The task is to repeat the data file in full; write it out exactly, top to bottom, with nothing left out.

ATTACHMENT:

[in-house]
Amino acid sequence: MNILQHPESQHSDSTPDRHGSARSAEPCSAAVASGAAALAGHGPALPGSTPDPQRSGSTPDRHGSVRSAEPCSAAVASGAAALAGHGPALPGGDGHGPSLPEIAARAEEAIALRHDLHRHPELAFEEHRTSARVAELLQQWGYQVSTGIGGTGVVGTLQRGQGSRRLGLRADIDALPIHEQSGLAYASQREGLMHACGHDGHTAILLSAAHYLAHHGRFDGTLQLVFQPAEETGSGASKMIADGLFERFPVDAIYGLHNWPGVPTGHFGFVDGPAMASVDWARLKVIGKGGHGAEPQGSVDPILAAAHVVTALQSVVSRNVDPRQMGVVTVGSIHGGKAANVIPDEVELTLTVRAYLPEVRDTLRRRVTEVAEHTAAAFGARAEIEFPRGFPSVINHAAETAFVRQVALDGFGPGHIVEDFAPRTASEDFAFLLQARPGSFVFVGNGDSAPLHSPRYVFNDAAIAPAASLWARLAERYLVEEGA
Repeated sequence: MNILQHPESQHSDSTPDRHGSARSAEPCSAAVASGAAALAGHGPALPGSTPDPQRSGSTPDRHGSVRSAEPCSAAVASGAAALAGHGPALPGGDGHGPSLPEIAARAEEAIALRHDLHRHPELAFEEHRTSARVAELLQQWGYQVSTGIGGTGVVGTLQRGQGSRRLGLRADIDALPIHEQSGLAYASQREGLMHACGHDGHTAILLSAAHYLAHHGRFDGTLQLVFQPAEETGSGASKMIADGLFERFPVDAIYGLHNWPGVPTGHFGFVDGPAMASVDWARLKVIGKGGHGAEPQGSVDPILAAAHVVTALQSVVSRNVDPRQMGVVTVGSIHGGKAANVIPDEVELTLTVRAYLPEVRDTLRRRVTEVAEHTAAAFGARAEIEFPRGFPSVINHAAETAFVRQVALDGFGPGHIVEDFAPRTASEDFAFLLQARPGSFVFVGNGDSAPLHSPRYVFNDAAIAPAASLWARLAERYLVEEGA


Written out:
[in-house]
Amino acid sequence: MNILQHPESQHSDSTPDRHGSARSAEPCSAAVASGAAALAGHGPALPGSTPDPQRSGSTPDRHGSVRSAEPCSAAVASGAAALAGHGPALPGGDGHGPSLPEIAARAEEAIALRHDLHRHPELAFEEHRTSARVAELLQQWGYQVSTGIGGTGVVGTLQRGQGSRRLGLRADIDALPIHEQSGLAYASQREGLMHACGHDGHTAILLSAAHYLAHHGRFDGTLQLVFQPAEETGSGASKMIADGLFERFPVDAIYGLHNWPGVPTGHFGFVDGPAMASVDWARLKVIGKGGHGAEPQGSVDPILAAAHVVTALQSVVSRNVDPRQMGVVTVGSIHGGKAANVIPDEVELTLTVRAYLPEVRDTLRRRVTEVAEHTAAAFGARAEIEFPRGFPSVINHAAETAFVRQVALDGFGPGHIVEDFAPRTASEDFAFLLQARPGSFVFVGNGDSAPLHSPRYVFNDAAIAPAASLWARLAERYLVEEGA
Repeated sequence: MNILQHPESQHSDSTPDRHGSARSAEPCSAAVASGAAALAGHGPALPGSTPDPQRSGSTPDRHGSVRSAEPCSAAVASGAAALAGHGPALPGGDGHGPSLPEIAARAEEAIALRHDLHRHPELAFEEHRTSARVAELLQQWGYQVSTGIGGTGVVGTLQRGQGSRRLGLRADIDALPIHEQSGLAYASQREGLMHACGHDGHTAILLSAAHYLAHHGRFDGTLQLVFQPAEETGSGASKMIADGLFERFPVDAIYGLHNWPGVPTGHFGFVDGPAMASVDWARLKVIGKGGHGAEPQGSVDPILAAAHVVTALQSVVSRNVDPRQMGVVTVGSIHGGKAANVIPDEVELTLTVRAYLPEVRDTLRRRVTEVAEHTAAAFGARAEIEFPRGFPSVINHAAETAFVRQVALDGFGPGHIVEDFAPRTASEDFAFLLQARPGSFVFVGNGDSAPLHSPRYVFNDAAIAPAASLWARLAERYLVEEGA